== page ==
If you are experiencing anxiety, you may feel a lasting sense of being under threat, or having no control over your thoughts. You may worry about even minor things, and feel constantly on edge.
While this can be an extremely overwhelming experience, it is important to note that anxiety is not always a bad thing. In fact, it is a normal response to stressful situations. Humans are wired to experience anxiety in these situations because it can help us to stay safe. However, while anxiety is a normal response to stress, you should note that not all anxiety is helpful.
Treating Panic Attacks: The Basics
If you are experiencing a full-blown panic attack, the first thing to do is to try to slow your breathing. There are many breathing techniques that can be helpful in calming you (or someone else) down.
If the attack does not subside, you should seek medical assistance as soon as possible.
On very rare occasions, panic attacks can potentially cause someone to collapse or even to stop breathing. If that happens to someone near you, it is important to begin First Aid, giving them CPR if required. If you don’t know much about First Aid, taking a First Aid course can give you all the skills to need for emergencies like this.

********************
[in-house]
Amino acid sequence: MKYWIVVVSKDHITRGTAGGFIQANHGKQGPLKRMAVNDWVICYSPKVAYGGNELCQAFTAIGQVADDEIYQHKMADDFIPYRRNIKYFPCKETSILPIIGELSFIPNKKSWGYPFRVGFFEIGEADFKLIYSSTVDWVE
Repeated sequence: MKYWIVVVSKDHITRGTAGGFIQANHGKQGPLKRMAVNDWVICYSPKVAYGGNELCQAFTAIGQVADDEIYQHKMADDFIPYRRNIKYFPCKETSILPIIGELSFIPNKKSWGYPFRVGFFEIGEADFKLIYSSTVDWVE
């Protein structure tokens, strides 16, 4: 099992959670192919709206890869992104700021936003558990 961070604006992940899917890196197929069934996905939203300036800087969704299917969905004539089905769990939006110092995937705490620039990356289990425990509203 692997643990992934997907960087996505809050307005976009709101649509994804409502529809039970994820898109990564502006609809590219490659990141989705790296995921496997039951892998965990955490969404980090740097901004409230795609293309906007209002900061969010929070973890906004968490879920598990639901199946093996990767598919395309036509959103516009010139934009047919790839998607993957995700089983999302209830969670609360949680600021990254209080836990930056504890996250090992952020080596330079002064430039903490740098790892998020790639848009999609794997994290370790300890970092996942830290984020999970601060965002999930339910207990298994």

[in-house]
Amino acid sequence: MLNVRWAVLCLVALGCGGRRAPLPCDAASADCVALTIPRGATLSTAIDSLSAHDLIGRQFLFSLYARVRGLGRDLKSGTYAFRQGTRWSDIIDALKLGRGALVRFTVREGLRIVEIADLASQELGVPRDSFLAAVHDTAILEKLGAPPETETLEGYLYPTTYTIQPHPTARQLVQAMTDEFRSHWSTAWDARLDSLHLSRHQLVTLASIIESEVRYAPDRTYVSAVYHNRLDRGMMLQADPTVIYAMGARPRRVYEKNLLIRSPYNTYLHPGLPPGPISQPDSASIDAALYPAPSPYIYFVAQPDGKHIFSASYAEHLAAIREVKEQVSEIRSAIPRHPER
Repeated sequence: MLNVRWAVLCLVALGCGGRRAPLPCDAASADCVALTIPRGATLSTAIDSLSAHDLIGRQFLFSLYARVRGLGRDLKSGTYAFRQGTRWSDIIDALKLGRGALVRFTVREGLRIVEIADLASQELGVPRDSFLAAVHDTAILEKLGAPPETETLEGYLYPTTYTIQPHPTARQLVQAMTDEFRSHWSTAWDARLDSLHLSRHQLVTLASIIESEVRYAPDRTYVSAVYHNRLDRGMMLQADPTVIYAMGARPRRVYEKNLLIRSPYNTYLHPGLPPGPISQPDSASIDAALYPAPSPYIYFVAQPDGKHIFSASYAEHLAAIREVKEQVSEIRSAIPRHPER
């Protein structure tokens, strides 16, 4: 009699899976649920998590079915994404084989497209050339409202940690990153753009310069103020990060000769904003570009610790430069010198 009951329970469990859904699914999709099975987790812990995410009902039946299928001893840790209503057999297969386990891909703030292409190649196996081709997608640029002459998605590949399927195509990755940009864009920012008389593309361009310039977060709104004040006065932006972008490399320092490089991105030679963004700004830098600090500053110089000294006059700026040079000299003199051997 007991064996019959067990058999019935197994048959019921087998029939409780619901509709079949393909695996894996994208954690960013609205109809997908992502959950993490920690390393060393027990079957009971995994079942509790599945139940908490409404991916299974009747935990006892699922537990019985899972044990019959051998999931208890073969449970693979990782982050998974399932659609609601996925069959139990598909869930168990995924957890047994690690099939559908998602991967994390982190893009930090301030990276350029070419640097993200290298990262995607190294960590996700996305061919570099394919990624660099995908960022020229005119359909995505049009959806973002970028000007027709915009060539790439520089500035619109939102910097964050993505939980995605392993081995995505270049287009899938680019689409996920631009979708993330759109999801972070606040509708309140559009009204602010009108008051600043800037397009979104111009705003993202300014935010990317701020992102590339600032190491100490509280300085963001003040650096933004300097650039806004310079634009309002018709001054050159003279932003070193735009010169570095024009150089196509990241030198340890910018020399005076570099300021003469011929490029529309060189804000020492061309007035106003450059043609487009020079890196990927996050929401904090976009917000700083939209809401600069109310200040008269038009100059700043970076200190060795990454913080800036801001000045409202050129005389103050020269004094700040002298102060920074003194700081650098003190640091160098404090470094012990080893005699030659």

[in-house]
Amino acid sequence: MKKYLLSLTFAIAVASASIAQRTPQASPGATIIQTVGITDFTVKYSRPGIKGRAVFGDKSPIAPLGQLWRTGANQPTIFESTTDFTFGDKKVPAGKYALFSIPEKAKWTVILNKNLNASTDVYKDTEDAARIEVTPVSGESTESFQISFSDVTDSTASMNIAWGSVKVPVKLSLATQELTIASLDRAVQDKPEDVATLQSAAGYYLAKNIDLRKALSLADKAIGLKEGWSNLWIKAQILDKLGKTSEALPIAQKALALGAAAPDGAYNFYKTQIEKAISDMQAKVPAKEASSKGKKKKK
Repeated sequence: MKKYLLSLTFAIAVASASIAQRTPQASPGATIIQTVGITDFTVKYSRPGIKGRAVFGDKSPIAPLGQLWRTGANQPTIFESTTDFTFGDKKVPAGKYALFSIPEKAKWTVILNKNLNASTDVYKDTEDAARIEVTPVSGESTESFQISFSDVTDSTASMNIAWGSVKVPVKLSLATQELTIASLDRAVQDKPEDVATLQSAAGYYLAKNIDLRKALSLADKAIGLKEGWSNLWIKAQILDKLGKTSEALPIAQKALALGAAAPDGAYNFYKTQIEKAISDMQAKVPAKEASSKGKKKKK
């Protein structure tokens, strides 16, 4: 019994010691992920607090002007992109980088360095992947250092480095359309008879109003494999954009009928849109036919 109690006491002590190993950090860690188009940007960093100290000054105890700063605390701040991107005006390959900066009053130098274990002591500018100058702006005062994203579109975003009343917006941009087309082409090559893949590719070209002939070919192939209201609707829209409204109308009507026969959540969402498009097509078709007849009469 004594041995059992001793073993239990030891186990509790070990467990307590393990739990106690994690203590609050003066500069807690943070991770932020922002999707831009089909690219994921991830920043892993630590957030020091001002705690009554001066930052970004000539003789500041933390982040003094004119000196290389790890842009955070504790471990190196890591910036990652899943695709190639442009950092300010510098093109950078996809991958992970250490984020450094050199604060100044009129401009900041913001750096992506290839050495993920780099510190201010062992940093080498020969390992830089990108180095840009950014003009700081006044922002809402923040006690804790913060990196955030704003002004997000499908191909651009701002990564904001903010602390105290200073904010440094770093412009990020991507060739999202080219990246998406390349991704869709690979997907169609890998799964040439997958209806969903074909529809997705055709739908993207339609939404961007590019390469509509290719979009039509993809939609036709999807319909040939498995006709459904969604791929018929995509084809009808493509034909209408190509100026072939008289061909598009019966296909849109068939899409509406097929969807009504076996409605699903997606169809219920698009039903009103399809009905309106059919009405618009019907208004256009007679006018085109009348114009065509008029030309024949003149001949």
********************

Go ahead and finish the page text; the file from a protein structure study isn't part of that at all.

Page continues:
Once you have calmed yourself down, you can try to process your thoughts and identify what may have caused the attack. If you find such attacks occuring repeatedly, it’s a good idea to see a doctor and seek advice and help.
Managing Your Fear Of Having Another Panic Or Anxiety Attack
This is where therapy comes into play. You can talk to a trained therapist who can help you unearth the causes of your anxiety and/or panic attacks. A therapist can guide you through exercises that help you explore your thoughts and feelings surrounding the attacks.
They may help you with activities that allow you to confront your fears. They may also have you journal about what you are feeling and why. This work is important because it helps you start identifying the source of your anxiety and panic. It also teaches you skills that you can use to manage your panic attacks and anxiety attacks. This can include relaxation techniques and other ways to cope with your fears.
Treating An Anxiety Attack
Luckily, anxiety attacks are usually short-lived. If you find yourself experiencing an anxiety attack, again the best thing you can do is to control your breathing and take deep breaths. This can help you calm down and regain control.
If your anxiety attack is due to a specific cause (e.g., a stressful event), try to identify and address it.
If you are experiencing anxiety on a regular basis, it may be because you are struggling with a specific mental health disorder. There are many types of anxiety disorders, including generalised anxiety disorder, social anxiety disorder, specific phobias, and panic disorders. If you are experiencing regular anxiety attacks, it’s a good idea to see a doctor.
Panic attacks and anxiety attacks are two very different things. A panic attack is a sudden burst of intense fear and anxiety, often triggered by a specific situation or event. An anxiety attack is generally more gradual, but long-lasting.
Both panic attacks and anxiety attacks can be very alarming and challenging, but there are ways to manage these attacks and the ongoing factors that cause them. Help is at hand if you need it.